April 5, 2021

Repainting To Atone with John David Yanke

Artist John David Yanke paints a new color on his sculpture To Atone. Photo: Scottsdale Arts

The decision was made this past year to extend the current installation period of IN FLUX Cycle 9 due to the COVID-19 pandemic. The next round of IN FLUX will start up again in 2022, but in the meantime, Cycle 9 artworks in Scottsdale will remain on view, including Stored Echoes/Secondary Effusion/To Atone by John David Yanke.

Stored Echoes/Secondary Effusion/To Atone consists of three colorful pieces—all installed at Miller Plaza on the northeast corner of Miller Road and Indian School Road—that complement each other. Two spring-based creations, Secondary Effusion and Stored Echoes, frame the more traditional sculpture, To Atone. For Secondary Effusion, Yanke used mattress spring units with water-based enamel, and for Stored Echoes, he used coil springs and spiral wire with water-based enamel. To Atone was created with marine-grade plywood and water-based enamel.

John David Yanke sets up to repaint his sculpture To Atone at Miller Plaza. Photo: Scottsdale Arts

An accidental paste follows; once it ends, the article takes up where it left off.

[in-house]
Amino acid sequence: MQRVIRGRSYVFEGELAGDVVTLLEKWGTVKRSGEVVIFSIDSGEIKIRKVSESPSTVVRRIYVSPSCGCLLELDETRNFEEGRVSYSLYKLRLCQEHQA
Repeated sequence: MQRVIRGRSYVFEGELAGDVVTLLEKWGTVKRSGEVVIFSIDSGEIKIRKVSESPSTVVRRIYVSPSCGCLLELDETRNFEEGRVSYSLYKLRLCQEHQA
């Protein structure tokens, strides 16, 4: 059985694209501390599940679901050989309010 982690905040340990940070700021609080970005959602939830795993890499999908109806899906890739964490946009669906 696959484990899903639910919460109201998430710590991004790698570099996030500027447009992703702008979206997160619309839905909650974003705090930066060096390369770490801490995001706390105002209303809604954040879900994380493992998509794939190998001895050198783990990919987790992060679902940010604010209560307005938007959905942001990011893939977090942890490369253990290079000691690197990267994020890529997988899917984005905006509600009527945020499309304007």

With this significant time extension, Yanke took the opportunity to repaint To Atone. It is not common practice to change a public artwork that has already been installed for several months, so we have asked him to share a bit more about the artwork and the thinking behind this change through the Q&A below:

Scottsdale Public Art: What role does To Atone play in connecting Stored Echoes and Secondary Effusion in the Miller Plaza installation?

John David Yanke: To Atone is the largest color area between the two pieces. It will more likely call attention to it from a distance because of this. Stored Echoes and Secondary Effusion being constructed from mattress springs can’t hold or reflect color well. Mattress springs are visually porous.

SPA: Why and how were the colors selected for each of the three sculptures?

JDY: I select colors based on triads such as red, yellow, blue and complementary such as green and red, however, I like to play with less obvious, pure colors, yet I want them to be saturated. For instance, instead of red, yellow, blue, I’d choose variations of purple, orange, green.  To Atone gave me the opportunity to use both triads and complementary. I painted the edges so that you would be able to see all of the colors on the piece from certain angles.  

To Atone by John David Yanke color change side-by-side. Left: original color scheme. Right: new color scheme. Photos: Scottsdale Arts

SPA: What is the reasoning behind changing the colors of To Atone?

JDY: The easy answer is simply for variety, however, I would like to experiment more with color and its changing, day into night appearance. The original green came very close to disappearing, making the sculpture look as if half of it was fading into the night. Can I enhance that appearance? The colors also change based on the parking lot lights and signage from the businesses the sculptures are near. That’s just fun to watch happen. 

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